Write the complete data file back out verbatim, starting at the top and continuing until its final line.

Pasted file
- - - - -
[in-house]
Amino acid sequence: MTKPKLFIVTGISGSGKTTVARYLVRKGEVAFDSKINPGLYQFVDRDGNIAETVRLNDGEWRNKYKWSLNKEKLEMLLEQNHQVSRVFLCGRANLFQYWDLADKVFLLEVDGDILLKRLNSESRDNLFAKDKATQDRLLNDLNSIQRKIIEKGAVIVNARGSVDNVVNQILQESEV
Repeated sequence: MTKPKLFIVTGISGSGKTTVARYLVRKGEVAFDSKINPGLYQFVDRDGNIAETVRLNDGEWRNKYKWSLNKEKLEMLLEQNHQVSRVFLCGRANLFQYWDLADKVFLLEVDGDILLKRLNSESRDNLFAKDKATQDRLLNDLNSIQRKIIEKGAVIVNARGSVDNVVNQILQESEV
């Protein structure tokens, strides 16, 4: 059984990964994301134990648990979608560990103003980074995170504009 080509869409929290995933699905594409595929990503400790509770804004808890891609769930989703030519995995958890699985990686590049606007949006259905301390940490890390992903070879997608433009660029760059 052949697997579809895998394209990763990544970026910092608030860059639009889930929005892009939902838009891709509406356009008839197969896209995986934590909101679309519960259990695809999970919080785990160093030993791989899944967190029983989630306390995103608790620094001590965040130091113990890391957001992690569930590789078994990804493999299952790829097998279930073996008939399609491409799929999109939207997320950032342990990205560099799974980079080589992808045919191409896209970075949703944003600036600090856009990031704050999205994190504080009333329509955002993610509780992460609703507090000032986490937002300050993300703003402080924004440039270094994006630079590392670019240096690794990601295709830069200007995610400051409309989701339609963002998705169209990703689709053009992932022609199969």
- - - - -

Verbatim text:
[in-house]
Amino acid sequence: MTKPKLFIVTGISGSGKTTVARYLVRKGEVAFDSKINPGLYQFVDRDGNIAETVRLNDGEWRNKYKWSLNKEKLEMLLEQNHQVSRVFLCGRANLFQYWDLADKVFLLEVDGDILLKRLNSESRDNLFAKDKATQDRLLNDLNSIQRKIIEKGAVIVNARGSVDNVVNQILQESEV
Repeated sequence: MTKPKLFIVTGISGSGKTTVARYLVRKGEVAFDSKINPGLYQFVDRDGNIAETVRLNDGEWRNKYKWSLNKEKLEMLLEQNHQVSRVFLCGRANLFQYWDLADKVFLLEVDGDILLKRLNSESRDNLFAKDKATQDRLLNDLNSIQRKIIEKGAVIVNARGSVDNVVNQILQESEV
């Protein structure tokens, strides 16, 4: 059984990964994301134990648990979608560990103003980074995170504009 080509869409929290995933699905594409595929990503400790509770804004808890891609769930989703030519995995958890699985990686590049606007949006259905301390940490890390992903070879997608433009660029760059 052949697997579809895998394209990763990544970026910092608030860059639009889930929005892009939902838009891709509406356009008839197969896209995986934590909101679309519960259990695809999970919080785990160093030993791989899944967190029983989630306390995103608790620094001590965040130091113990890391957001992690569930590789078994990804493999299952790829097998279930073996008939399609491409799929999109939207997320950032342990990205560099799974980079080589992808045919191409896209970075949703944003600036600090856009990031704050999205994190504080009333329509955002993610509780992460609703507090000032986490937002300050993300703003402080924004440039270094994006630079590392670019240096690794990601295709830069200007995610400051409309989701339609963002998705169209990703689709053009992932022609199969």